We have a windows service which hosts different appdomains. This processes uses remoting over IPC and TCP to communicate across the different app domains and with other processes.
This process is compiled using .NET framework 2.0 (vs2005) but we forced it to run on CLR 4.0 using the following entry in the config file.
The problem is that after some hours of running, the process starts eating up the CPU cycles. When debugging with WINDBG we notice that the thread consuming much of the CPU is in fact the Garbage Collector (<gcServer> is set to true).
On inspection of the Heap we notice that there is a very huge array on the LOH of the type System.LocalDataStoreElement with around 18million entries all set to null. This array is copied and increased each time, which is what is causing the cpu issue.
Now in our services we are passing Identities to impersonate user in the other appdomains / processes in the Named dataslots for the different threads (we have an object which implements the ILogicalThreadAffinative).
This issue is not present if the process runs on the CLR 2.0. Anybody can shed to us some light of what we are doing wrong or what changed in the CLR 4.0 please?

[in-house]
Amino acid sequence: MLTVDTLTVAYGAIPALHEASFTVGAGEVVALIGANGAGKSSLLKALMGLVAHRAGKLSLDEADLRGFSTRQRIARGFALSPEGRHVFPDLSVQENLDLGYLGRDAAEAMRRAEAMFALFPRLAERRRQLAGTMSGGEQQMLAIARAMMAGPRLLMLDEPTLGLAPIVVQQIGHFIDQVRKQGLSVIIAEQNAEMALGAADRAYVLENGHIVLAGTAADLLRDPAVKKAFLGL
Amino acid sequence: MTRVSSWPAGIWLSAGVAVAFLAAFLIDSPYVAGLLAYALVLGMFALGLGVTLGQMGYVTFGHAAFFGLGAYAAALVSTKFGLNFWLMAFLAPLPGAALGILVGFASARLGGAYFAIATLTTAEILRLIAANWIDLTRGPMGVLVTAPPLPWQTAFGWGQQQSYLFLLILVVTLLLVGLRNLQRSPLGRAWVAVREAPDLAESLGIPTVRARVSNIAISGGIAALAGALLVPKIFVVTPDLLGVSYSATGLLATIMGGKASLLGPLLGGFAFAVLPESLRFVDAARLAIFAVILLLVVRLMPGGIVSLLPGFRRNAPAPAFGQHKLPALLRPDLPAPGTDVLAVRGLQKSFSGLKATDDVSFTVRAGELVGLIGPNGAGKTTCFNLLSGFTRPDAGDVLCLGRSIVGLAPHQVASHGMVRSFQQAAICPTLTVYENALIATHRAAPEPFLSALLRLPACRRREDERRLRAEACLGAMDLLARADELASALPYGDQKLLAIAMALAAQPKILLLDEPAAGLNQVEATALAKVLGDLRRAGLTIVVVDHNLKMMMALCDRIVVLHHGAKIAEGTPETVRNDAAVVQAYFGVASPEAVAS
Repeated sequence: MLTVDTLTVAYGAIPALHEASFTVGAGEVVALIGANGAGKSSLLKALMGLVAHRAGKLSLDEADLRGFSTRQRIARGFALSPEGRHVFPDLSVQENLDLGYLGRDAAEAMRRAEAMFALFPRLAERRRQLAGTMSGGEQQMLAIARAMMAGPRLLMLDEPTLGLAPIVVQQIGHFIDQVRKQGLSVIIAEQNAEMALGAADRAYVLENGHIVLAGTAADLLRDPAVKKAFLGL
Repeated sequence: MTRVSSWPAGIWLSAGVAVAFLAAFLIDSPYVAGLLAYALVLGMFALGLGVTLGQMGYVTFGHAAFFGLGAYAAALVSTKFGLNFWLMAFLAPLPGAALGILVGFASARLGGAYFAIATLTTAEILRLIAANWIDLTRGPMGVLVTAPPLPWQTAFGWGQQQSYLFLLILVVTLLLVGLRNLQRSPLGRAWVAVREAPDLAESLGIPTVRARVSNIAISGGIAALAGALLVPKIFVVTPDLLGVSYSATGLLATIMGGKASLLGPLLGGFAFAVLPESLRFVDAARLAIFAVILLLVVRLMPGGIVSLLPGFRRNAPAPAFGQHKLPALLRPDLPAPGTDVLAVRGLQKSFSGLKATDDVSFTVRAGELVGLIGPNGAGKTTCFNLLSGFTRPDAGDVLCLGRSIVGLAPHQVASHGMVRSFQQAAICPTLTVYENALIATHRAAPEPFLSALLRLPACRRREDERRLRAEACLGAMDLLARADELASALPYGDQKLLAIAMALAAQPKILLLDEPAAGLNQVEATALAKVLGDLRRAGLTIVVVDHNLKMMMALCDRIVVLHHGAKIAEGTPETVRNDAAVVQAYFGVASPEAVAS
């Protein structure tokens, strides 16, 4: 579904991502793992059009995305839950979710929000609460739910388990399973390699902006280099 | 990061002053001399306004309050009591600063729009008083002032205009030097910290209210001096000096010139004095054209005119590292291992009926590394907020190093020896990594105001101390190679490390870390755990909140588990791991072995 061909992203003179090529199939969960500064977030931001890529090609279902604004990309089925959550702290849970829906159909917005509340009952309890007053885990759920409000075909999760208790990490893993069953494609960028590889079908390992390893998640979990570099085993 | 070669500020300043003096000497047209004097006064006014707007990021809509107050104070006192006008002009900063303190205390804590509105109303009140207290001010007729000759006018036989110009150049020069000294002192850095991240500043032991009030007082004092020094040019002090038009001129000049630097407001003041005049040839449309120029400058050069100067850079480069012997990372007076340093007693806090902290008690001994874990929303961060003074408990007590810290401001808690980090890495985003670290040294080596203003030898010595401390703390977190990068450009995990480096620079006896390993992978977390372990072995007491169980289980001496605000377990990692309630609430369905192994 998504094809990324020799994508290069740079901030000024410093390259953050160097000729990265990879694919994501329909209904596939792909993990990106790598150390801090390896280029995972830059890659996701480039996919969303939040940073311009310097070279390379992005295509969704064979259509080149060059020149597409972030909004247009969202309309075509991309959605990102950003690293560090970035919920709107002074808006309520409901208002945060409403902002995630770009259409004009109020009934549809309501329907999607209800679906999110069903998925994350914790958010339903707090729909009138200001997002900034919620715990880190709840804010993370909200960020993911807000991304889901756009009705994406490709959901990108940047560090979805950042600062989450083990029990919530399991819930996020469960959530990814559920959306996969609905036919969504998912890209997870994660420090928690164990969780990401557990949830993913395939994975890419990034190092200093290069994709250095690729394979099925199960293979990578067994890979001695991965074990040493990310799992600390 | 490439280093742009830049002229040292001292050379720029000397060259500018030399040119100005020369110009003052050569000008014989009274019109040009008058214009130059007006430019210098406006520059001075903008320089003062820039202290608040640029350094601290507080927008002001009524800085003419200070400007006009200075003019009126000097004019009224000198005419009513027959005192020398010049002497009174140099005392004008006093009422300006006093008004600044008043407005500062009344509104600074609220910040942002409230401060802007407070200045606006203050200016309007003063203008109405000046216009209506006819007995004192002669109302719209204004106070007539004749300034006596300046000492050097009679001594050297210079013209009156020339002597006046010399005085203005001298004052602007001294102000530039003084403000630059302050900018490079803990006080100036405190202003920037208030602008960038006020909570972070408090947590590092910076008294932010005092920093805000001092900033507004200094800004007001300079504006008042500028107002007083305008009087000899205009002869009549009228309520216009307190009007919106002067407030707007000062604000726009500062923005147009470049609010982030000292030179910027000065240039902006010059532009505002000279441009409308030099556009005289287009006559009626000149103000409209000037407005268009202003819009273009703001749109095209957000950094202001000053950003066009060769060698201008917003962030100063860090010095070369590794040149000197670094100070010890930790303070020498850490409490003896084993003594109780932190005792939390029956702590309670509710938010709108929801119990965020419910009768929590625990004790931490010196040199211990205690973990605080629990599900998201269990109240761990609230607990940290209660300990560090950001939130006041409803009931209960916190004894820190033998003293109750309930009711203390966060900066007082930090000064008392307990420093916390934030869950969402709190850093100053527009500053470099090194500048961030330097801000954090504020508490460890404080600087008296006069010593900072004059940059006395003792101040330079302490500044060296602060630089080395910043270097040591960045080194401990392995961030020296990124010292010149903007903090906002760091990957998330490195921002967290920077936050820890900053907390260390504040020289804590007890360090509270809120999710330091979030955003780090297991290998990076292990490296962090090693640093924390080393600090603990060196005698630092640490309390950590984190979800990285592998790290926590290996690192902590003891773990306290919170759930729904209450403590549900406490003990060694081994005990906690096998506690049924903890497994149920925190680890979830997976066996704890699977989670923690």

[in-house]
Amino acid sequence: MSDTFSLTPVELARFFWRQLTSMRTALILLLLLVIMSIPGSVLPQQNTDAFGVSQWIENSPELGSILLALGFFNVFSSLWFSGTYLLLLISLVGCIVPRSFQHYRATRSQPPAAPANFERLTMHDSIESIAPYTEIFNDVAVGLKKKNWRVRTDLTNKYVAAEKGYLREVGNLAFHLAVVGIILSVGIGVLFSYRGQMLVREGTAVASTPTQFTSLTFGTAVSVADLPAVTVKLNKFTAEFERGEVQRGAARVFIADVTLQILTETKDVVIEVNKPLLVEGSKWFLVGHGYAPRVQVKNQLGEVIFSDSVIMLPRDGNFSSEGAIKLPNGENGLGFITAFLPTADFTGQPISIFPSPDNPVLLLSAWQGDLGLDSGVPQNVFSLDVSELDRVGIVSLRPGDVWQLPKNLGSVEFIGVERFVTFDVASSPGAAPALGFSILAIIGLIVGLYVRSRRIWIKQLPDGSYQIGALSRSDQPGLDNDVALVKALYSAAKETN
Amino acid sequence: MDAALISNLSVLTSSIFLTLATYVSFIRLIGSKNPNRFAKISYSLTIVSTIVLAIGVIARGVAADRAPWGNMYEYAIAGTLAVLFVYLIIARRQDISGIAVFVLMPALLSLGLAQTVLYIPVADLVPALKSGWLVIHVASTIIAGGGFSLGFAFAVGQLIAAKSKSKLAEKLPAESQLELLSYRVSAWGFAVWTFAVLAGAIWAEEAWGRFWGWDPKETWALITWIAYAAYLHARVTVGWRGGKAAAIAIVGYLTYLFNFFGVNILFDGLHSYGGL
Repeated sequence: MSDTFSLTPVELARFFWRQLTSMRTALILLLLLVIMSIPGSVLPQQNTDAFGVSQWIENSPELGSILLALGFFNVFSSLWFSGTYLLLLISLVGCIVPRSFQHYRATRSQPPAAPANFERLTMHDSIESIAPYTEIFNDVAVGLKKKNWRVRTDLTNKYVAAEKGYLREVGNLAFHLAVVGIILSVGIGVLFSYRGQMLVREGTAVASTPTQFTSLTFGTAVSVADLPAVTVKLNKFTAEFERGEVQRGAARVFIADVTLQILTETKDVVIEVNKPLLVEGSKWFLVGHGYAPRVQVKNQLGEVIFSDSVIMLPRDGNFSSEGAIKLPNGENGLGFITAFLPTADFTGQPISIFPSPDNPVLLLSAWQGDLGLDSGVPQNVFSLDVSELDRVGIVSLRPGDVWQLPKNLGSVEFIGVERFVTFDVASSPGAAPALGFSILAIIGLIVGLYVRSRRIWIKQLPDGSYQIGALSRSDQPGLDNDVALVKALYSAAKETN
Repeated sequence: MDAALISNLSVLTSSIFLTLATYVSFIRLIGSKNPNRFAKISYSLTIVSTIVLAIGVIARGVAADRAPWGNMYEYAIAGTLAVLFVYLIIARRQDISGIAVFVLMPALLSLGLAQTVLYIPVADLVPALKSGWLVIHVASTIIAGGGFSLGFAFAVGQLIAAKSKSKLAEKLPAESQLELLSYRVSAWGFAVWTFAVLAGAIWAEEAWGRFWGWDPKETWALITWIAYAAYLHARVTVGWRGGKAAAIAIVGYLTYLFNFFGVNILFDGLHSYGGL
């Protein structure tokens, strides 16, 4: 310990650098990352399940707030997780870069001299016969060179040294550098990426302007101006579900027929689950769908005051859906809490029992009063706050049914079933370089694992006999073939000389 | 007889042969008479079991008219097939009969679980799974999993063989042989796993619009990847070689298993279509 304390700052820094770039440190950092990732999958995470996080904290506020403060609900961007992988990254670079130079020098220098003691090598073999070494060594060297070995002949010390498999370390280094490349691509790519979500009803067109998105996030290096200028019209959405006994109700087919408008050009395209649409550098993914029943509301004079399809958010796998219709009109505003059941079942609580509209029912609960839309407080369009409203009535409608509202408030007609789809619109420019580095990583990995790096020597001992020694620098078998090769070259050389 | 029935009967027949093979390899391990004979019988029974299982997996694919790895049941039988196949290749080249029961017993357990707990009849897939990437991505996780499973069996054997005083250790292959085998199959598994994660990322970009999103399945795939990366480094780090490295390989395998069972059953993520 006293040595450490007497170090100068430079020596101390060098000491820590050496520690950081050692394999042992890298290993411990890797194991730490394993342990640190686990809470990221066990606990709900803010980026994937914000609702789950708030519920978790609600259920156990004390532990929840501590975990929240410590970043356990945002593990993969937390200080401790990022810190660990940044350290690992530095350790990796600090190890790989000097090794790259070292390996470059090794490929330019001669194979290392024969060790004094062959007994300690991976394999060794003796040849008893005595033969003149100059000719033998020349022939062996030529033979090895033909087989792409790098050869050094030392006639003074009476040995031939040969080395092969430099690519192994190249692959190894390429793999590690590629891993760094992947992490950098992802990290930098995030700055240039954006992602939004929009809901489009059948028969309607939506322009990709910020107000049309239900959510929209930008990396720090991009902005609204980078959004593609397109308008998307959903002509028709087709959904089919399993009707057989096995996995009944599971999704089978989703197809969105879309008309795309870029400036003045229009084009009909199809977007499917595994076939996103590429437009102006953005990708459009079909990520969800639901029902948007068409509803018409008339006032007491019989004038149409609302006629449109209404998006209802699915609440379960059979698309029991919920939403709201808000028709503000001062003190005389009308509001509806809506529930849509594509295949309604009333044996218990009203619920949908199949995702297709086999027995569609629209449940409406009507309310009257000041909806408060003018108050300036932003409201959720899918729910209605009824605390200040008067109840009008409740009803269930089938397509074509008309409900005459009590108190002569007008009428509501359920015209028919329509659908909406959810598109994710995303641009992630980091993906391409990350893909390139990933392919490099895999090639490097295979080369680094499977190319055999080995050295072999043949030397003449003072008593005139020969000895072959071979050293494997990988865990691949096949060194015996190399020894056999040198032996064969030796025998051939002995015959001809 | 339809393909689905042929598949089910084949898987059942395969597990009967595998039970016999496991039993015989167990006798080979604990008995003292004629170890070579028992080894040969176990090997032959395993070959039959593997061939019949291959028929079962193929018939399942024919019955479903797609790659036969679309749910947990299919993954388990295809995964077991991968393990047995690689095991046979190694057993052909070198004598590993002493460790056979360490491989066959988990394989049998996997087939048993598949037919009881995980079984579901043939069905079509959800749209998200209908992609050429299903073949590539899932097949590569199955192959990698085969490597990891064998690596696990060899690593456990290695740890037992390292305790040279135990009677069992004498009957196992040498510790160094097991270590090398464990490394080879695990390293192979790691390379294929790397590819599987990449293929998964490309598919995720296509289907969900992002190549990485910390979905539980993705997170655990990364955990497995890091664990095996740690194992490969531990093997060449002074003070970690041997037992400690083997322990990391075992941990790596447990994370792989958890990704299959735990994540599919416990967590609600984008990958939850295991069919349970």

Why don't you re-build project with .NET Framework V4.0 directly?
The useLegacyV2RuntimeActivationPolicy attribute is useful if your application uses legacy activation paths, such as the CorBindToRuntimeEx function, and you want those paths to activate version 4 of the CLR instead of an earlier version, or if your application is built with the .NET Framework 4 but has a dependency on a mixed-mode assembly built with an earlier version of the .NET Framework. In those scenarios, set the attribute to true.
Paul Zhou [MSFT]
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Install a windows service monitoring system. Below software might help you.